The framework transparently monitors event sources, such as user input buffers, network connections, files, and so on, or directories for the activity of interest that the app is registered for. When something happens that’s of interest to app components, the framework is responsible for calling back the object registered as part of the callback. The processing then occurs within the context of a thread that is borrowed from the framework for the duration of a callback. When the app callback is done, the control returns back to the framework, where it waits for the next event to occur. This process of having the framework be responsible for managing the bulk of the control
flow in the application leads to what’s often called, inversion of control.
Each application in the android operating system is running separately from other and has memory spaces reserved for them making each one data inaccessible to others. For communication among applications, message parsing is used.
The entire feature-set of the Android OS is available to you through APIs written in the Java language. These APIs form the building blocks you need to create Android apps by simplifying the reuse of core, modular system components, and services, which include the following:
- A rich and extensible View System you can use to build an app’s UI, including lists, grids, text boxes, buttons, and even an embeddable web browser
- A Resource Manager, providing access to non-code resources such as localized strings, graphics, and layout files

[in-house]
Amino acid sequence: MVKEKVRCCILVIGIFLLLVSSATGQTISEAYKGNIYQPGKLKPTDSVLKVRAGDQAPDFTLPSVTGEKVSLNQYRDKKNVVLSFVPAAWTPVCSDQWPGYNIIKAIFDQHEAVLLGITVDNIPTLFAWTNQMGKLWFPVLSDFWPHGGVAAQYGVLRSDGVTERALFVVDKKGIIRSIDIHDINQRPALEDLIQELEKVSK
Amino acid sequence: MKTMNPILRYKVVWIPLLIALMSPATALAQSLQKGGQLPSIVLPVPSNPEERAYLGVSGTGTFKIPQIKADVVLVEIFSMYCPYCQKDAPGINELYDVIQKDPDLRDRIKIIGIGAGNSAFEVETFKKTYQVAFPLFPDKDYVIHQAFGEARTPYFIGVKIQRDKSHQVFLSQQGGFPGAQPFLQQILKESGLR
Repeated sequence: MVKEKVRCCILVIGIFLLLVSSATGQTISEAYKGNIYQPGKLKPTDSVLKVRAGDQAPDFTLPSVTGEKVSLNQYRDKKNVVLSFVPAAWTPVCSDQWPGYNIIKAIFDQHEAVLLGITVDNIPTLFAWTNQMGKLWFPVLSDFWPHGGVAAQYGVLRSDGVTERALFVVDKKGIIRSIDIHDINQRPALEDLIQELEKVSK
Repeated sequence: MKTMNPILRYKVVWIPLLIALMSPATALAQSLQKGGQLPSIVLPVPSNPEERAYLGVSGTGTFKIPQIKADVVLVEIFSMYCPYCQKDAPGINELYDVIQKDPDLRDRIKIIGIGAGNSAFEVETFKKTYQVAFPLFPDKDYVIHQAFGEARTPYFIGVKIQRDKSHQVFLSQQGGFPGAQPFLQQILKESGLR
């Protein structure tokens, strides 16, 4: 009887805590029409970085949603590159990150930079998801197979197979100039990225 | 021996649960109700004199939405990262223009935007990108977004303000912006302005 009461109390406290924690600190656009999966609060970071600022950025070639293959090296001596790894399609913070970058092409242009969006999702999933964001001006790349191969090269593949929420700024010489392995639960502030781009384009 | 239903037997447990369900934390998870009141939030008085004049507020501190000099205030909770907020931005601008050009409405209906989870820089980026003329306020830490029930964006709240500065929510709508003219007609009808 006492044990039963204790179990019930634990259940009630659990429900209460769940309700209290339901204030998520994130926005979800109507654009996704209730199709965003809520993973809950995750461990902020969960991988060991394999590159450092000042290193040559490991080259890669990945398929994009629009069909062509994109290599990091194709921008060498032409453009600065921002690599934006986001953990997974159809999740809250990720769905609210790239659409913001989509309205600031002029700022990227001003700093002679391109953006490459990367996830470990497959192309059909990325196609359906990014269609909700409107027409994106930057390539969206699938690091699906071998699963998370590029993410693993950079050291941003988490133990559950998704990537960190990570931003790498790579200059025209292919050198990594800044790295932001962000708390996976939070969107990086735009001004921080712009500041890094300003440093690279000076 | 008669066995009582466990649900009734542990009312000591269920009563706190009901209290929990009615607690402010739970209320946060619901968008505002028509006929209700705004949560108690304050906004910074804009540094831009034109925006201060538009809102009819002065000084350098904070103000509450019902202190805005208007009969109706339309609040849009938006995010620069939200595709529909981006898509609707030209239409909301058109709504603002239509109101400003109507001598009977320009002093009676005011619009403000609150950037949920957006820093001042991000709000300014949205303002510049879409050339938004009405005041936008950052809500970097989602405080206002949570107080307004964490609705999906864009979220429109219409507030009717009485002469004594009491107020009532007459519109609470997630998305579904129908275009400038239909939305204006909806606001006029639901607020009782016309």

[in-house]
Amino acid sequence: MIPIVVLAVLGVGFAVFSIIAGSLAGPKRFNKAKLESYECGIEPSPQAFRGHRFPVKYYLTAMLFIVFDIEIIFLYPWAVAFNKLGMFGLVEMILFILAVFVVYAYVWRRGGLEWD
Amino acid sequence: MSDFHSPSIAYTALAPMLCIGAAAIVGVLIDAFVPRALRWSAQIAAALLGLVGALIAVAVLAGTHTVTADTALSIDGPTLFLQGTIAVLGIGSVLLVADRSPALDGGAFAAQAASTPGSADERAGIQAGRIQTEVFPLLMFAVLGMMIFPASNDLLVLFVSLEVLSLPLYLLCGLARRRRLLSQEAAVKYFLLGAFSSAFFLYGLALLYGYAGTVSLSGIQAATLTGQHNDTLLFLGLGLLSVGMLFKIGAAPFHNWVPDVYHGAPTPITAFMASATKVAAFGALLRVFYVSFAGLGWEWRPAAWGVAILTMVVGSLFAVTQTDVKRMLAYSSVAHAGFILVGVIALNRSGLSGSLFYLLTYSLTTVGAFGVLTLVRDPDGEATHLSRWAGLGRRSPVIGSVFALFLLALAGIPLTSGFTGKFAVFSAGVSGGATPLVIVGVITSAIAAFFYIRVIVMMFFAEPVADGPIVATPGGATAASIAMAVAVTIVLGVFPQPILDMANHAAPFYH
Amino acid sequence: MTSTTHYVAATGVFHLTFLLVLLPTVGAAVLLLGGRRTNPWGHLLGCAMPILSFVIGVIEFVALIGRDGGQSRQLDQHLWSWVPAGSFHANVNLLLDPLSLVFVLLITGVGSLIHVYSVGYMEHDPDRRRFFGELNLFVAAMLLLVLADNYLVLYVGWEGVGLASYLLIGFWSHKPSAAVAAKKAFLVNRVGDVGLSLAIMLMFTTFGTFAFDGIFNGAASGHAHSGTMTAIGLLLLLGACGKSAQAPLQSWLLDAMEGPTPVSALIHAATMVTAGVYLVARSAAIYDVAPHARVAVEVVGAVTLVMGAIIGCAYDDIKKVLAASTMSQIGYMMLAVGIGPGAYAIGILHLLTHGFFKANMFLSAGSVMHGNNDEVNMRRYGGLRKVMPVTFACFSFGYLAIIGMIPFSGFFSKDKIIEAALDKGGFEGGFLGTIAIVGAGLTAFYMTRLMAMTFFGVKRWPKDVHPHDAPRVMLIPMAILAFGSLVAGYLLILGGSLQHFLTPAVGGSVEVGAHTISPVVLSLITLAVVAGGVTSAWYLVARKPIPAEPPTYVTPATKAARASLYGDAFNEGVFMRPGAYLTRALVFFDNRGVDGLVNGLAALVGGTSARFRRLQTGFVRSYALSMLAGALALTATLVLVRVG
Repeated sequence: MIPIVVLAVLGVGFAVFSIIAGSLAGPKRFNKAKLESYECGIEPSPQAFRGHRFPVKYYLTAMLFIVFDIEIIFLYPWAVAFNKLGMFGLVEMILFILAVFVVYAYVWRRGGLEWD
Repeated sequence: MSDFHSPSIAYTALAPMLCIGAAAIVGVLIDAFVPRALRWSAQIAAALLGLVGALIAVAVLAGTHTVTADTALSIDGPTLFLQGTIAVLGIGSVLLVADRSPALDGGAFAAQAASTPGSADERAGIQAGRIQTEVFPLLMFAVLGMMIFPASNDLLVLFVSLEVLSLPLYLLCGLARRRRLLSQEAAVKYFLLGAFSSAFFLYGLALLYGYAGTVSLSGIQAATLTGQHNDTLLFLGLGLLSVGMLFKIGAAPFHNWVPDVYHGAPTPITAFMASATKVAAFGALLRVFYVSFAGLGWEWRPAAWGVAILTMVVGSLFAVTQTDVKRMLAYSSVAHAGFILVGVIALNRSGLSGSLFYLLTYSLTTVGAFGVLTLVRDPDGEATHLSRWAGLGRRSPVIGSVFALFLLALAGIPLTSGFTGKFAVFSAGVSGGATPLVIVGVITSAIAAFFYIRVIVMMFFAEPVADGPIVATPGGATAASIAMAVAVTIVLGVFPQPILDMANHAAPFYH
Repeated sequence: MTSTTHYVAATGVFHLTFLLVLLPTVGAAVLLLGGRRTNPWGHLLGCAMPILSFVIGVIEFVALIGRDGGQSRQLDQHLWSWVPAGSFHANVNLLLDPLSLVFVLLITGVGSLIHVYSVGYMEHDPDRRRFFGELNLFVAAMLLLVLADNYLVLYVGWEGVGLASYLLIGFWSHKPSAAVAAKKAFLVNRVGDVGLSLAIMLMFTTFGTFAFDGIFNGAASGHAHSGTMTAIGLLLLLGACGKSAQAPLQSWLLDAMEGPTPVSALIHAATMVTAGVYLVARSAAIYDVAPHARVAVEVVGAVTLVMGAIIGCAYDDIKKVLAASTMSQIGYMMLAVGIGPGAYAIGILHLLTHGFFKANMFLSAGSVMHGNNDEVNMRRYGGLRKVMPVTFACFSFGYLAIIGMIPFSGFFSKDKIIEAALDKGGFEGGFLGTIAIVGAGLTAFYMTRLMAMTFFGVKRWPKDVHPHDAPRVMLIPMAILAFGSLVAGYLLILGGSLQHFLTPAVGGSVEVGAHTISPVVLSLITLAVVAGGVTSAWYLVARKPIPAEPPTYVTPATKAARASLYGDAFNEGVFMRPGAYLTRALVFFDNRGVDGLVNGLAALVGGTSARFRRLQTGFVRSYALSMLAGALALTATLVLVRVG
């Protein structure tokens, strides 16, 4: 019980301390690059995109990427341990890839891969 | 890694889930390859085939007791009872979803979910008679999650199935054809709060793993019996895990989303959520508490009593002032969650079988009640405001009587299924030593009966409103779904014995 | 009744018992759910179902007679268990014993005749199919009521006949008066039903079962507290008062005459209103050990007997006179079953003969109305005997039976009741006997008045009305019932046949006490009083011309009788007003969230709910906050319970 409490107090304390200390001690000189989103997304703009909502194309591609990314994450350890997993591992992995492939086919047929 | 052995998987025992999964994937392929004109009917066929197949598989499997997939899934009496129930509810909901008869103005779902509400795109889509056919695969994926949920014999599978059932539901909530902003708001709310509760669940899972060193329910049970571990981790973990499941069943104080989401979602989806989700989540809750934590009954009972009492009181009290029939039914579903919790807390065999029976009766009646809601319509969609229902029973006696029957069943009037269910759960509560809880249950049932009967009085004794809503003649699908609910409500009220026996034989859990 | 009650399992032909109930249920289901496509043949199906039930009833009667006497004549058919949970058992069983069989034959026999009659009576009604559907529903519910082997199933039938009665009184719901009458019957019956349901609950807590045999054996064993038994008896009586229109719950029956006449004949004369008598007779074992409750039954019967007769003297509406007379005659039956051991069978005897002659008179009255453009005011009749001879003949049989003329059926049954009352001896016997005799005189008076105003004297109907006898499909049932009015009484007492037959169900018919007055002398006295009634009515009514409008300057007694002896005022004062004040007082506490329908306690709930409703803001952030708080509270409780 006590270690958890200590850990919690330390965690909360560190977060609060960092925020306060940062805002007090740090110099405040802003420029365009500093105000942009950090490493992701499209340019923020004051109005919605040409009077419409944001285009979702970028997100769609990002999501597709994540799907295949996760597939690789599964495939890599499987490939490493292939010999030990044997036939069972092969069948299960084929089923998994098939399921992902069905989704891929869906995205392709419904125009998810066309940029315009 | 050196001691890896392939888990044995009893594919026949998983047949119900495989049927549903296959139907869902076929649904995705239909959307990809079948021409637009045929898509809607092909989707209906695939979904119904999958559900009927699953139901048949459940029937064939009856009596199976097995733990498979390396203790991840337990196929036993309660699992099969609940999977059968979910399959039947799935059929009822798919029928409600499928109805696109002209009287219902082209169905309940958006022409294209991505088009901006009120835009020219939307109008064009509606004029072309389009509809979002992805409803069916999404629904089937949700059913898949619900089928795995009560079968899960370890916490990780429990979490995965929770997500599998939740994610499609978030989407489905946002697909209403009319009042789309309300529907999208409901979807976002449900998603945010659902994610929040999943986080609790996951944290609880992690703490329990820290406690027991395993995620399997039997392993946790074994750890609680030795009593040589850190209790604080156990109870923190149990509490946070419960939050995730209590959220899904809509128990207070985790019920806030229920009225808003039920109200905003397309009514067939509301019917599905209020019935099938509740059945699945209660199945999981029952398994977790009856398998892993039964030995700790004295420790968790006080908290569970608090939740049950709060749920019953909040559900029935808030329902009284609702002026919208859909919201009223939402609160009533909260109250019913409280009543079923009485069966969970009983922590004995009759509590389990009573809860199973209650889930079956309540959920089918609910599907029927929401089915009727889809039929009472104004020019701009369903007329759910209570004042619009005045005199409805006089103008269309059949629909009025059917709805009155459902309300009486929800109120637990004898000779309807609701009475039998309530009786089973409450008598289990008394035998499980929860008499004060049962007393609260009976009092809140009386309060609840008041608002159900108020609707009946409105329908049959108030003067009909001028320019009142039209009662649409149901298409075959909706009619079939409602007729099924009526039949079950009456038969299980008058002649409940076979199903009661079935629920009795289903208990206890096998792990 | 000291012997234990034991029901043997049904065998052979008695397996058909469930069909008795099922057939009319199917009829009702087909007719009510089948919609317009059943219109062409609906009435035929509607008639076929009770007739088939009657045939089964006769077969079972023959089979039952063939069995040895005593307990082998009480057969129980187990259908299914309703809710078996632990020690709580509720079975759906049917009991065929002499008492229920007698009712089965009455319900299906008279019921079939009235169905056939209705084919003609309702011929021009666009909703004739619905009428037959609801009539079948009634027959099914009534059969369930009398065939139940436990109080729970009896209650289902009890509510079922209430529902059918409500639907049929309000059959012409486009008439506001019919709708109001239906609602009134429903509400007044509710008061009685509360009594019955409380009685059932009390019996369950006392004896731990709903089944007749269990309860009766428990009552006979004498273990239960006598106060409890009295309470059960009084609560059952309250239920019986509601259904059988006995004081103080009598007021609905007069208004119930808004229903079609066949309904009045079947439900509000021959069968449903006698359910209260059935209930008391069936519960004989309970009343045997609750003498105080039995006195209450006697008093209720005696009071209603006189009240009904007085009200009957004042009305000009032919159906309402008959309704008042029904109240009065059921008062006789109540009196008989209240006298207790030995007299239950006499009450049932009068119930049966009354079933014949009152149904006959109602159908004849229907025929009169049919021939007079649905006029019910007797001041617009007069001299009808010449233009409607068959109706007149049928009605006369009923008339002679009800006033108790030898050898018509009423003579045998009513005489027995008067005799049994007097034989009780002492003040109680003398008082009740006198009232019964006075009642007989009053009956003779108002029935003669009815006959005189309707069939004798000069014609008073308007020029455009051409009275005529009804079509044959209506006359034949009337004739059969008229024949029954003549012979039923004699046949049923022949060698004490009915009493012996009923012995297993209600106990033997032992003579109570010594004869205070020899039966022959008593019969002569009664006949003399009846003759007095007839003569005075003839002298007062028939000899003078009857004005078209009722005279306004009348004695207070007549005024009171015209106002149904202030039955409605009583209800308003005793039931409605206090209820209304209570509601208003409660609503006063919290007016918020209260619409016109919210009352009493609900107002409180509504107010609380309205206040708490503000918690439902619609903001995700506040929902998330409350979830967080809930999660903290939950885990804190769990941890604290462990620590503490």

- A Notification Manager that enables all apps to display custom alerts in the status bar
- An Activity Manager that manages the lifecycle of apps and provides a common navigation back stack
Content Providers that enable apps to access data from other apps, such as the Contacts app, or to share their own data
- Developers have full access to the same framework APIs that Android system apps use.
These system services run continuously throughout the operation of the system. Doing things like managing calls, managing window interactions with the user, managing access to various resources, keeping track of where the phone is located, providing notifications to the notification status area, managing the lifecycles of activities, broadcast receivers and services and so on. And due to the inversion of control that’s inherent in an application framework, these system services manage the control flow via various event handling operations and callbacks, either the system code or the application code itself. One of the key system services that are part of the application framework layer is called the activity manager service.
On top of all these different layers of middleware and operating system services are, of course, the apps that we use every day. And this includes things like the browser, calendar, camera, photo album app, calculator, clock, alarm, email, etc.
Android comes with a set of core apps for email, SMS messaging, calendars, internet browsing, contacts, and more. The system apps function both as apps for users and to provide key capabilities that developers can access from their own app. For example, if your app would like to deliver an SMS message, you don’t need to build that functionality yourself—you can instead invoke whichever SMS app is already installed to deliver a message to the recipient you specify.